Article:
This same expert review article goes on to state: ‘There is no conclusive evidence that testosterone therapy increases the risk of prostate cancer or even prostatic hyperplasia. There is also no evidence that testosterone therapy will convert sub-clinical prostate cancer to clinically detectable prostate cancer.’ Put together with the previously mentioned research, and translated into plain English, this says that testosterone treatment does not cause prostate cancer, and has not been proven to activate precancerous prostate cancer cells into active prostate cancer.
Is testosterone safe for men who already have prostate cancer?
Pushing testosterone and prostate cancer research even further, Dr. Morgentaler and his colleagues reported this year3 on the administration of testosterone to men who already have prostate cancer.
They concluded: ‘Testosterone therapy in men with untreated prostate cancer was not associated with prostate cancer progression in the short to medium term. These results are consistent with the saturation model… The longstanding prohibition against testosterone therapy in men with untreated or low-risk prostate cancer or treated prostate cancer without evidence of metastatic or recurrent disease merits re-evaluation.’
Note the two words: ‘merits re-evaluation’. It’s not that anything is absolutely proven yet. This expert review also includes a warning, asking: ‘Is there any unequivocal evidence that testosterone can stimulate growth and aggravate symptoms in men with locally advanced and metastatic prostate cancer? This is not a controversial point: The answer is yes. However, this evidence does not imply that prostate cancer is a result of testosterone or therapy…’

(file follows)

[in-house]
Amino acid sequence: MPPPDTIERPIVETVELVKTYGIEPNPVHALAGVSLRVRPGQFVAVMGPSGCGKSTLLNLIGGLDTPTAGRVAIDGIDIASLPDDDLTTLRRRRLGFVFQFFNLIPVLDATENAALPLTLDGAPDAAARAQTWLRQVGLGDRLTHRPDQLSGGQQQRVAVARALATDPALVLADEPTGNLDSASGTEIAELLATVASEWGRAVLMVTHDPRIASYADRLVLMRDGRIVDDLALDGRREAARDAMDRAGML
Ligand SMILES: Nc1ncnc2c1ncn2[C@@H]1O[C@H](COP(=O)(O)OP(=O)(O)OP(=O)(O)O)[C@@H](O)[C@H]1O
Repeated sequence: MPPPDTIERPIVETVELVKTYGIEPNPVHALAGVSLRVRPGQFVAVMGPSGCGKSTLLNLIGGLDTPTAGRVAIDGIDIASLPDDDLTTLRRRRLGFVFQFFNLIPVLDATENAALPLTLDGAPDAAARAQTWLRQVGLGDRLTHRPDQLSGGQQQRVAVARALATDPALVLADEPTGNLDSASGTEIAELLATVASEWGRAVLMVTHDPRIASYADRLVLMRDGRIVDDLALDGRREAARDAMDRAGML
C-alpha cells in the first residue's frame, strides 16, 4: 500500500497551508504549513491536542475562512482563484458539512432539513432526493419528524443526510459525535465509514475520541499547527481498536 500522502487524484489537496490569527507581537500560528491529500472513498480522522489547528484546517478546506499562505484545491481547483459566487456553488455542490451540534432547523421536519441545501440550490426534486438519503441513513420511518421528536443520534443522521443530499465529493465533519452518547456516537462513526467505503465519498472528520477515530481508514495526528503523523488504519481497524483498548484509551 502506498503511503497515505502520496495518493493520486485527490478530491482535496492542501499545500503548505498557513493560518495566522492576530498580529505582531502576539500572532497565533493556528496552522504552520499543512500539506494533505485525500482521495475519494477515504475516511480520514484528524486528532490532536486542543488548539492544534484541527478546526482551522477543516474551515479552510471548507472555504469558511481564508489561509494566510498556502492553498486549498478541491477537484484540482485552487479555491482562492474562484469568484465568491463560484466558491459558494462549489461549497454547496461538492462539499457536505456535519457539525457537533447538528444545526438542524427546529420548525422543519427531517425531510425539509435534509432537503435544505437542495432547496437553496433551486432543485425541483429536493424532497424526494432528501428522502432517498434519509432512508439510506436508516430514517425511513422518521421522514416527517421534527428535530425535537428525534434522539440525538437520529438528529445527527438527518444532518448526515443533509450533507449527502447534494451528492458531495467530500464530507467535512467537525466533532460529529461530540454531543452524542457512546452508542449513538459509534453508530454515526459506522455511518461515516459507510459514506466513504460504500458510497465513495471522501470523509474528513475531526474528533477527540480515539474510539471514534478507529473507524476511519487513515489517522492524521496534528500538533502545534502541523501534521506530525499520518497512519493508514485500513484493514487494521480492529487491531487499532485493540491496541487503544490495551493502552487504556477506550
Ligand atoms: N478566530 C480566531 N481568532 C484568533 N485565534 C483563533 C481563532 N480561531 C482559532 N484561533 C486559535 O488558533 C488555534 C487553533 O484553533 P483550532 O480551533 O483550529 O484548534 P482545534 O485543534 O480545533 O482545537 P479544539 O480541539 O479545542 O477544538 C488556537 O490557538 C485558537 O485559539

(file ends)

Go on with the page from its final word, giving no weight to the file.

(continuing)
Obviously, mainstream opinion is changing, moving much closer to what natural medicine doctors have been saying all along: that testosterone does not itself cause prostate cancer, and that low testosterone is just as bad for the prostate gland as it is for the rest of the male body.
The ‘absolute prohibition’ against testosterone administration for men with simultaneous low testosterone and prostate cancer is gone. However, if there’s ‘locally advanced’ and/or metastatic prostate cancer, there’s unequivocal evidence that testosterone can stimulate growth and aggravate symptoms of that cancer.
How to know if testosterone therapy is right for you
If you have prostate cancer and also have lower than desirable testosterone levels, testosterone may be OK for you for these same reasons… but it also may not. However, the question is now open, instead of being an absolute ‘no-no’.
Obviously, you’ll need to work closely with at least two doctors: one skilled and knowledgeable in natural medicine and bio-identical hormone replacement, and the other a urologist (unless you’re fantastically lucky and find one doctor skilled in all these areas!) Whether it’s two doctors or just one, close monitoring will be absolutely necessary.
Wishing you the best of health,
Dr. Jonathan V. Wright
Nutrition & Healing
Volume 6, Issue 3 – March 2012
Full references and citations for this article are available in the downloadable PDF version of the monthly Nutrition and Healing issue in which this article appears.